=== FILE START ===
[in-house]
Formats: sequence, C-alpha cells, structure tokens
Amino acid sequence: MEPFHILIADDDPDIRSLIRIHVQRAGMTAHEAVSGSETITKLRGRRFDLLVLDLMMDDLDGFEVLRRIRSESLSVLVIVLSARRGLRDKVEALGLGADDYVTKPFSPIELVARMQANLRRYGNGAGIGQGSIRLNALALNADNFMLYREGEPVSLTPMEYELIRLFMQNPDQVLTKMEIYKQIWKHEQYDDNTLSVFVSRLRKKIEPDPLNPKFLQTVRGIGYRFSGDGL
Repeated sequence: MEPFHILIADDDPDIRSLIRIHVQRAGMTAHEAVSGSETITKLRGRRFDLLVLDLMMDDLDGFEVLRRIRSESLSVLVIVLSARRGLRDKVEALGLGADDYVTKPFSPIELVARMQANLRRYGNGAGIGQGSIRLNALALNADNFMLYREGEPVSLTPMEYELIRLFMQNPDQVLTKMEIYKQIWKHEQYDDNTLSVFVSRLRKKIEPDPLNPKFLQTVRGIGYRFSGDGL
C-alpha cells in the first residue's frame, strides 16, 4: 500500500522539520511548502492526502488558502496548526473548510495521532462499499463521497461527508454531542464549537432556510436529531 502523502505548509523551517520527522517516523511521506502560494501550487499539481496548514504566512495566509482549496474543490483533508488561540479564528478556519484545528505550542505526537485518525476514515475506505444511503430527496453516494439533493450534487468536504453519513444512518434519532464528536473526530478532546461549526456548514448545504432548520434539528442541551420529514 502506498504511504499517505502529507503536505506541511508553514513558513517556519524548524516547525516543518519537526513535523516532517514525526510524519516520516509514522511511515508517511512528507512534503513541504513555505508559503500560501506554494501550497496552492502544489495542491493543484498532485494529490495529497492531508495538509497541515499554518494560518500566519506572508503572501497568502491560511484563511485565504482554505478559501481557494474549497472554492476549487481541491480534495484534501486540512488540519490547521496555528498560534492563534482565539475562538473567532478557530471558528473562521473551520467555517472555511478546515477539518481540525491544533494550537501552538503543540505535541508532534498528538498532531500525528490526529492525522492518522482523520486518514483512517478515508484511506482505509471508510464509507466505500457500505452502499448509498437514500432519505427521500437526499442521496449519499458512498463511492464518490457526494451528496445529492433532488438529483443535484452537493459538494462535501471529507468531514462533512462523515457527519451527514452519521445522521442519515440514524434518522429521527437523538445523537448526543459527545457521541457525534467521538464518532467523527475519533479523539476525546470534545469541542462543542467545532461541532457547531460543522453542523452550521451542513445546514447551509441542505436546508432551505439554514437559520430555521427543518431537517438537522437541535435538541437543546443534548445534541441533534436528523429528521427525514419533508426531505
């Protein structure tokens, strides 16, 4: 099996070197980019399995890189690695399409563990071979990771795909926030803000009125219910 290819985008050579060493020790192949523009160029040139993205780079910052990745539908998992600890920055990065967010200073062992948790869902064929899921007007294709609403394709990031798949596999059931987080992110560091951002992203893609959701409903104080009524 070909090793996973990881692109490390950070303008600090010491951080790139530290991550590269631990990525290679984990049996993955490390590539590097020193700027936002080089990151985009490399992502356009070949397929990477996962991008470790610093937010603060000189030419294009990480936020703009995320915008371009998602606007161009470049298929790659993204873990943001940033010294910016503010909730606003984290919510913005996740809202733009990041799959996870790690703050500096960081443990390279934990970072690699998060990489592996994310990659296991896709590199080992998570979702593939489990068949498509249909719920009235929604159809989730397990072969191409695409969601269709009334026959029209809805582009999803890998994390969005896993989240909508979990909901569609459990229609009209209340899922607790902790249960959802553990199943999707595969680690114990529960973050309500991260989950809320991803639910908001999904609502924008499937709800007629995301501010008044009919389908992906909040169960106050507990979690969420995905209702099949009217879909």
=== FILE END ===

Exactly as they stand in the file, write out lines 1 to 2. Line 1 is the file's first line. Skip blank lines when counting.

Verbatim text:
[in-house]
Formats: sequence, C-alpha cells, structure tokens